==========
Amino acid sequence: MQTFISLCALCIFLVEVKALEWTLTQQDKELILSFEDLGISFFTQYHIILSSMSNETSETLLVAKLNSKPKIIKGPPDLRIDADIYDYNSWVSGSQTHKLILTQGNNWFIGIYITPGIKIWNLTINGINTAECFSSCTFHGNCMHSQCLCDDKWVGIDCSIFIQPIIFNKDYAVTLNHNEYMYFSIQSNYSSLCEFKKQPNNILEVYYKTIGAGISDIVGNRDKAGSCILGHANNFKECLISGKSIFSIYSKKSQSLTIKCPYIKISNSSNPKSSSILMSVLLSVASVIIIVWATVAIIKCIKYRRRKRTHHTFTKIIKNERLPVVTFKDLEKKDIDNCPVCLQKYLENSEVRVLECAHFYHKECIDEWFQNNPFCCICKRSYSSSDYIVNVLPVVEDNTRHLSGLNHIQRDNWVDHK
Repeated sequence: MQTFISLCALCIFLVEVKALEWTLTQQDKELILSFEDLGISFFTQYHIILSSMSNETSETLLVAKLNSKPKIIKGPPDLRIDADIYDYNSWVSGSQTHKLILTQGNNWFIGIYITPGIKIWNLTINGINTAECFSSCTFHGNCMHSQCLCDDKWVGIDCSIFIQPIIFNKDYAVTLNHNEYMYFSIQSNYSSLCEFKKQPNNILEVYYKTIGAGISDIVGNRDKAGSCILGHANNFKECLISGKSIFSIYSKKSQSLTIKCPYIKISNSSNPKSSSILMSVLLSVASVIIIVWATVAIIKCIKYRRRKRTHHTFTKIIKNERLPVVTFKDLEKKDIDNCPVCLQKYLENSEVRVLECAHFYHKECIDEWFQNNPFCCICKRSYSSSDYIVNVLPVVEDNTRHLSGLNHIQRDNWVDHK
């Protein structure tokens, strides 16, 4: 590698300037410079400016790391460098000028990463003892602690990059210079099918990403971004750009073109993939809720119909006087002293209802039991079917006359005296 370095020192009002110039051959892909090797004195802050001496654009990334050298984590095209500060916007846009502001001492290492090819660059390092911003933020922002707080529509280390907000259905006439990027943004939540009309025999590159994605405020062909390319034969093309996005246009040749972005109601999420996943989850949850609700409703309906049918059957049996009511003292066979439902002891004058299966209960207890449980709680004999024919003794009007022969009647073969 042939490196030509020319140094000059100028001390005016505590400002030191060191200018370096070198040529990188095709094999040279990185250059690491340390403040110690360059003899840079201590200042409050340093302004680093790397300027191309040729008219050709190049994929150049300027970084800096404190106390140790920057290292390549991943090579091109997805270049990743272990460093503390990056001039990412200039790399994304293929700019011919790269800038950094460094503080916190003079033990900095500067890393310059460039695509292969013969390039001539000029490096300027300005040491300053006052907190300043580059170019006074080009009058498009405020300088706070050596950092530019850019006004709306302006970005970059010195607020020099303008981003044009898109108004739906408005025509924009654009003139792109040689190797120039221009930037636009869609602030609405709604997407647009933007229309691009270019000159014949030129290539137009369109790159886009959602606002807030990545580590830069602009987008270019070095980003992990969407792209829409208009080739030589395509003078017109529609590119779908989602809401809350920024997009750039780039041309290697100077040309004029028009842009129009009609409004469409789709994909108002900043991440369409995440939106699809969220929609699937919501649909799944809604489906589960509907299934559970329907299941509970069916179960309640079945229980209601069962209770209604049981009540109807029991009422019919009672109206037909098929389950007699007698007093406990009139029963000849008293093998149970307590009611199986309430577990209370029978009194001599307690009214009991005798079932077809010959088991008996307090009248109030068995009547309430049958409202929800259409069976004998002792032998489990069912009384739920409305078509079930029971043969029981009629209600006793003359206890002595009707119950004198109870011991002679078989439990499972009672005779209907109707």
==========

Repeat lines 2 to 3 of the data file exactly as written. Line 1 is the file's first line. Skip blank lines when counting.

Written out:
Repeated sequence: MQTFISLCALCIFLVEVKALEWTLTQQDKELILSFEDLGISFFTQYHIILSSMSNETSETLLVAKLNSKPKIIKGPPDLRIDADIYDYNSWVSGSQTHKLILTQGNNWFIGIYITPGIKIWNLTINGINTAECFSSCTFHGNCMHSQCLCDDKWVGIDCSIFIQPIIFNKDYAVTLNHNEYMYFSIQSNYSSLCEFKKQPNNILEVYYKTIGAGISDIVGNRDKAGSCILGHANNFKECLISGKSIFSIYSKKSQSLTIKCPYIKISNSSNPKSSSILMSVLLSVASVIIIVWATVAIIKCIKYRRRKRTHHTFTKIIKNERLPVVTFKDLEKKDIDNCPVCLQKYLENSEVRVLECAHFYHKECIDEWFQNNPFCCICKRSYSSSDYIVNVLPVVEDNTRHLSGLNHIQRDNWVDHK
């Protein structure tokens, strides 16, 4: 590698300037410079400016790391460098000028990463003892602690990059210079099918990403971004750009073109993939809720119909006087002293209802039991079917006359005296 370095020192009002110039051959892909090797004195802050001496654009990334050298984590095209500060916007846009502001001492290492090819660059390092911003933020922002707080529509280390907000259905006439990027943004939540009309025999590159994605405020062909390319034969093309996005246009040749972005109601999420996943989850949850609700409703309906049918059957049996009511003292066979439902002891004058299966209960207890449980709680004999024919003794009007022969009647073969 042939490196030509020319140094000059100028001390005016505590400002030191060191200018370096070198040529990188095709094999040279990185250059690491340390403040110690360059003899840079201590200042409050340093302004680093790397300027191309040729008219050709190049994929150049300027970084800096404190106390140790920057290292390549991943090579091109997805270049990743272990460093503390990056001039990412200039790399994304293929700019011919790269800038950094460094503080916190003079033990900095500067890393310059460039695509292969013969390039001539000029490096300027300005040491300053006052907190300043580059170019006074080009009058498009405020300088706070050596950092530019850019006004709306302006970005970059010195607020020099303008981003044009898109108004739906408005025509924009654009003139792109040689190797120039221009930037636009869609602030609405709604997407647009933007229309691009270019000159014949030129290539137009369109790159886009959602606002807030990545580590830069602009987008270019070095980003992990969407792209829409208009080739030589395509003078017109529609590119779908989602809401809350920024997009750039780039041309290697100077040309004029028009842009129009009609409004469409789709994909108002900043991440369409995440939106699809969220929609699937919501649909799944809604489906589960509907299934559970329907299941509970069916179960309640079945229980209601069962209770209604049981009540109807029991009422019919009672109206037909098929389950007699007698007093406990009139029963000849008293093998149970307590009611199986309430577990209370029978009194001599307690009214009991005798079932077809010959088991008996307090009248109030068995009547309430049958409202929800259409069976004998002792032998489990069912009384739920409305078509079930029971043969029981009629209600006793003359206890002595009707119950004198109870011991002679078989439990499972009672005779209907109707």